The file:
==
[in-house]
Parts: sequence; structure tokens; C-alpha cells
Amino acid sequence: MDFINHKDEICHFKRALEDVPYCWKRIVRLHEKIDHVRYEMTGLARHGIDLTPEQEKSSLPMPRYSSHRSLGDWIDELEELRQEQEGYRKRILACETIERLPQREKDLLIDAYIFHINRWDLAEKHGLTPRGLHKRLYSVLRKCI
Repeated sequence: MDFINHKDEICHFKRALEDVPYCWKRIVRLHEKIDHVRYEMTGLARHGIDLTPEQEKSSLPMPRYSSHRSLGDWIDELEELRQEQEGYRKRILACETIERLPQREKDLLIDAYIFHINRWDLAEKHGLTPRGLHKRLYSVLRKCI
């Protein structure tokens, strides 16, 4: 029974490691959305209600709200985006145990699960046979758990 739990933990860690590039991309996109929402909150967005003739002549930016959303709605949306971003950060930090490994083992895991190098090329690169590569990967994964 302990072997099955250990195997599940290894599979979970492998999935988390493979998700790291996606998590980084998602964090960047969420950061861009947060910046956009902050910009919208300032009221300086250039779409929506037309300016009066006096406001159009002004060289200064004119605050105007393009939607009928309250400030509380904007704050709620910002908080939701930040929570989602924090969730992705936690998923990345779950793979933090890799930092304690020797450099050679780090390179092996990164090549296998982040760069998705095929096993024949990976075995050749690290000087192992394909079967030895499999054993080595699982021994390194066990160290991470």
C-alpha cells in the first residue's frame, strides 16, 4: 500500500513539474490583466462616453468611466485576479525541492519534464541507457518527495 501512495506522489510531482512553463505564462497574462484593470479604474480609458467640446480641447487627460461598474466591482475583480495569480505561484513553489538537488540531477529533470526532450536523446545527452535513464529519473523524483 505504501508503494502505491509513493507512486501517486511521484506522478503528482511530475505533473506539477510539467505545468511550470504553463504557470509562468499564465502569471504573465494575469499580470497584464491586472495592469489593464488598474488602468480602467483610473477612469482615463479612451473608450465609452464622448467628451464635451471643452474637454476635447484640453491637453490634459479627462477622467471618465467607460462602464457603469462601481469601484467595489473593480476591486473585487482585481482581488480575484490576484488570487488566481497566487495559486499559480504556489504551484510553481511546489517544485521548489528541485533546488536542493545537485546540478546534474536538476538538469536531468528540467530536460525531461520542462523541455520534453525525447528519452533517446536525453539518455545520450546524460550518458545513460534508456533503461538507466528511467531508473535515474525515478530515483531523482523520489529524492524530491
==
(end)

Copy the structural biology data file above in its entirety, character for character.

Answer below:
[in-house]
Parts: sequence; structure tokens; C-alpha cells
Amino acid sequence: MDFINHKDEICHFKRALEDVPYCWKRIVRLHEKIDHVRYEMTGLARHGIDLTPEQEKSSLPMPRYSSHRSLGDWIDELEELRQEQEGYRKRILACETIERLPQREKDLLIDAYIFHINRWDLAEKHGLTPRGLHKRLYSVLRKCI
Repeated sequence: MDFINHKDEICHFKRALEDVPYCWKRIVRLHEKIDHVRYEMTGLARHGIDLTPEQEKSSLPMPRYSSHRSLGDWIDELEELRQEQEGYRKRILACETIERLPQREKDLLIDAYIFHINRWDLAEKHGLTPRGLHKRLYSVLRKCI
């Protein structure tokens, strides 16, 4: 029974490691959305209600709200985006145990699960046979758990 739990933990860690590039991309996109929402909150967005003739002549930016959303709605949306971003950060930090490994083992895991190098090329690169590569990967994964 302990072997099955250990195997599940290894599979979970492998999935988390493979998700790291996606998590980084998602964090960047969420950061861009947060910046956009902050910009919208300032009221300086250039779409929506037309300016009066006096406001159009002004060289200064004119605050105007393009939607009928309250400030509380904007704050709620910002908080939701930040929570989602924090969730992705936690998923990345779950793979933090890799930092304690020797450099050679780090390179092996990164090549296998982040760069998705095929096993024949990976075995050749690290000087192992394909079967030895499999054993080595699982021994390194066990160290991470």
C-alpha cells in the first residue's frame, strides 16, 4: 500500500513539474490583466462616453468611466485576479525541492519534464541507457518527495 501512495506522489510531482512553463505564462497574462484593470479604474480609458467640446480641447487627460461598474466591482475583480495569480505561484513553489538537488540531477529533470526532450536523446545527452535513464529519473523524483 505504501508503494502505491509513493507512486501517486511521484506522478503528482511530475505533473506539477510539467505545468511550470504553463504557470509562468499564465502569471504573465494575469499580470497584464491586472495592469489593464488598474488602468480602467483610473477612469482615463479612451473608450465609452464622448467628451464635451471643452474637454476635447484640453491637453490634459479627462477622467471618465467607460462602464457603469462601481469601484467595489473593480476591486473585487482585481482581488480575484490576484488570487488566481497566487495559486499559480504556489504551484510553481511546489517544485521548489528541485533546488536542493545537485546540478546534474536538476538538469536531468528540467530536460525531461520542462523541455520534453525525447528519452533517446536525453539518455545520450546524460550518458545513460534508456533503461538507466528511467531508473535515474525515478530515483531523482523520489529524492524530491